In the second part of our paper we then investigate three possible explanations why we still see abnormal returns for owner-CEO firms. The first potential explanation uses the idea that owner-CEOs are better informed about the prospects of the firm and are only willing to hold large ownership stakes when they have positive private information. At the same time, this explanation assumes that the market is not fully efficient, that is, the market is not able to correctly interpret the positive information which is signaled to the market due the disclosure of the CEO ownership information. The second and third explanation build on the argument that managerial ownership is an incentive device and imply that owner-CEOs can be value increasing: it is assumed that owner-CEOs have strong incentives (due to their high ownership stake) to work hard, exert costly effort, and enough discretion to eventually increase the value of the firm. The two explanations differ with respect to the view on market efficiency. The second explanation builds on the assumption that the market is irrational and does not fully understand the incentive effects and the eventually value increasing impact of managerial ownership. Similarly as above, because the market does not interpret the signal of high disclosed ownership information correctly, stock prices at best partially reflect the positive effect of high CEO ownership. Thus, abnormal returns emerge only subsequently, when the consequences of the positive incentives effects become visible in the form of an increased firm value. The third explanation in contrast assumes that the market is fully rational and understands the value increasing impact of managerial ownership.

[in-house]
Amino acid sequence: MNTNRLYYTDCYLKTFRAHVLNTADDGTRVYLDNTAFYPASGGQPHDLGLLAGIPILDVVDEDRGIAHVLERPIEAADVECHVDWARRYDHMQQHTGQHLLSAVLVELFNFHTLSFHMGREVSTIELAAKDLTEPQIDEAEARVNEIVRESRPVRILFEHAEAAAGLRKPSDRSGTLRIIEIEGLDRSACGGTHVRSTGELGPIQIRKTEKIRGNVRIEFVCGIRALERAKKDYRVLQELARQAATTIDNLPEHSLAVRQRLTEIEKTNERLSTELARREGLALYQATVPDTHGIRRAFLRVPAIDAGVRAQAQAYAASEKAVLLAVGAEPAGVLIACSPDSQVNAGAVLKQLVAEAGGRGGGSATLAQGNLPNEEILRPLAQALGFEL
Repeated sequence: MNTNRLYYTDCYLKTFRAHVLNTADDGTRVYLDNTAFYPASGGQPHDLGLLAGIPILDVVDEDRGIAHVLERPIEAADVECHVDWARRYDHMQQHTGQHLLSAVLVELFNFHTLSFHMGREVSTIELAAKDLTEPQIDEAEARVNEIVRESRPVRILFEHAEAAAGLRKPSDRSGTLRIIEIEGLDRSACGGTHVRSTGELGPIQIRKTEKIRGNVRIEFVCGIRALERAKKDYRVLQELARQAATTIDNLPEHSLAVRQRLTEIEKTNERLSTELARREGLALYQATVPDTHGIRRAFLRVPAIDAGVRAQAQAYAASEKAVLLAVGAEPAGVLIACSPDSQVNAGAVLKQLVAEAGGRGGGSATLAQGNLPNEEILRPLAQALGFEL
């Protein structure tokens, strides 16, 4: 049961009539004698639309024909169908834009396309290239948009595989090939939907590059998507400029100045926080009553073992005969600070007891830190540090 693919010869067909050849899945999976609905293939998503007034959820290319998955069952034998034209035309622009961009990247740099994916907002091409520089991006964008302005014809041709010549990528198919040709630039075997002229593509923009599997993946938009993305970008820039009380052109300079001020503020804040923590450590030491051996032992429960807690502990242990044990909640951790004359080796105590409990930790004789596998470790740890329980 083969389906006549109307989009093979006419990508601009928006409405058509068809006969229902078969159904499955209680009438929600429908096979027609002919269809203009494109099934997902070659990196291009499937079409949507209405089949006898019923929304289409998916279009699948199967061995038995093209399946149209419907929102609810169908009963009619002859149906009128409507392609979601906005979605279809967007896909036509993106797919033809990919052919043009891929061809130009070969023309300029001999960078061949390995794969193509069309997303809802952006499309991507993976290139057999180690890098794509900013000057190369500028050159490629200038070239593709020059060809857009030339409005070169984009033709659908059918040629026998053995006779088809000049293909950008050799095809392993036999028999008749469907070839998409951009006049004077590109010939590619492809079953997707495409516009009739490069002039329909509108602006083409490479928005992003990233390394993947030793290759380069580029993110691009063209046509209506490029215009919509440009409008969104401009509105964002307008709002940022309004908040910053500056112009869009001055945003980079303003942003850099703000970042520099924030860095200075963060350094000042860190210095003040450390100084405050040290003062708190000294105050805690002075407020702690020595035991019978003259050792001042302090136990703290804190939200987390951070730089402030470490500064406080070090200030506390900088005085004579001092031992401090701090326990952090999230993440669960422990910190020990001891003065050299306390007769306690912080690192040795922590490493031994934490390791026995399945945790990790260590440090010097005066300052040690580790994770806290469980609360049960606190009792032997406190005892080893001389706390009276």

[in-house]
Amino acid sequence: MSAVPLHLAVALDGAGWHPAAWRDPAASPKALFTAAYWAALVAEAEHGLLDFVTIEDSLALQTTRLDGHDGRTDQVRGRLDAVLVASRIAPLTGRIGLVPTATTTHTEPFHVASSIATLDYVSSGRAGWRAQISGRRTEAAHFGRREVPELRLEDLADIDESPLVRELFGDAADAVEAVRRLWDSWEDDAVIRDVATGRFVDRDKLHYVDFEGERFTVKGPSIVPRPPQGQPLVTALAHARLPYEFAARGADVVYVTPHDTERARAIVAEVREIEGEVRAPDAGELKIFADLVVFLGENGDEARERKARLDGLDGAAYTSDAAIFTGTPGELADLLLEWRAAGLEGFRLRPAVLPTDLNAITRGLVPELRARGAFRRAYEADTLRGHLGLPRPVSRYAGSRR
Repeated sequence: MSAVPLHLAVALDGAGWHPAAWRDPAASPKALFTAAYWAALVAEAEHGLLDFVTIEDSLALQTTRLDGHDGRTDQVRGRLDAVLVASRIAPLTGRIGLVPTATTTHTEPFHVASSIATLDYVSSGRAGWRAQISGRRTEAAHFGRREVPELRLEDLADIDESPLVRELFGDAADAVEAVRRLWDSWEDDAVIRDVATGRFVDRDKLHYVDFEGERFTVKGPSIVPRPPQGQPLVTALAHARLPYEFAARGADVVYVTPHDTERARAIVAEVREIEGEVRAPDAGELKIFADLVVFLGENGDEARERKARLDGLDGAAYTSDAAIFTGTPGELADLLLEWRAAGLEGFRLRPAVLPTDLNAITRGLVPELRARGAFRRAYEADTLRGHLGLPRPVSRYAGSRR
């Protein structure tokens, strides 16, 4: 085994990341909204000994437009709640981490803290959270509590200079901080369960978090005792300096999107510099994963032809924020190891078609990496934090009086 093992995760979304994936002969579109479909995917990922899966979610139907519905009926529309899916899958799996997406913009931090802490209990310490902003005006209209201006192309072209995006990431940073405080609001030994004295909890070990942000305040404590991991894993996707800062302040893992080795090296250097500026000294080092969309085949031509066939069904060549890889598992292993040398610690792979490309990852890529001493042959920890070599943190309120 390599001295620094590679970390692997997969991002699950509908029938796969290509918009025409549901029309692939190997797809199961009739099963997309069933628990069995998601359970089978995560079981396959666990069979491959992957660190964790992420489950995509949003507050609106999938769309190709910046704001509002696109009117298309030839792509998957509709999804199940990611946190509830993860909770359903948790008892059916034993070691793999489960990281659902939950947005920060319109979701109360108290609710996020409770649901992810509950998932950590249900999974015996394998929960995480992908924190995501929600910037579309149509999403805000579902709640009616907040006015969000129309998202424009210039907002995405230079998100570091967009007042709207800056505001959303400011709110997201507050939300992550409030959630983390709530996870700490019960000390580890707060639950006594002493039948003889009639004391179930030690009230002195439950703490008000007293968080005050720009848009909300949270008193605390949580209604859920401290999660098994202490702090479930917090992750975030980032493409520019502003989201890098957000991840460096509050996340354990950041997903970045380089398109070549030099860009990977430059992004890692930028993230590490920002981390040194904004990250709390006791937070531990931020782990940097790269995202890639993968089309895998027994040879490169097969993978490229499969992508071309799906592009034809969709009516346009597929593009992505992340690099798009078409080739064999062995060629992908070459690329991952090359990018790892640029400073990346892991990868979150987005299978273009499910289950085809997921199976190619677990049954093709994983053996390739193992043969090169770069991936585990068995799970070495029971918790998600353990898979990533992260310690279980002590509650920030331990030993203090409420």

This final explanation is motivated by recent theories about trading of value increasing shareholders developed in Lilienfeld-Toal (WP 2010) and Blonski and WP Lilienfeld-Toal (2009). These papers argue that if a value increasing shareholder can trade her shares on the open market prior to exerting effort, an equilibrium for firms with high CEO ownership will typically be characterized by positive abnormal returns. The result why the information is not fully reflected in prices even in an efficient market is based on the argument, that a CEO could sell her shares at the high price which already reflects her high future effort. Selling shares is possible for the CEO, because the high ownership fractions we focus on in this paper (typically requiring a cutoff of 5% or 10% of the firm's outstanding shares being held by the CEO) are overwhelmingly voluntary, i.e., the CEO is not restricted from selling. However, if she did sell, her incentives to work hard (which justified the high price) would be destroyed and the initially high price would not have been a rational equilibrium to start with. In contrast, a situation with CEO ownership and positive abnormal returns can be an equilibrium in this setting. The reason why the apparent underpricing does not get arbitraged away by investors in such a situation is that all investors are fully rational in this model and thus know that they would bid up the price by buying the underpriced shares, thereby eventually triggering the CEO to sell and thus making everybody worse off.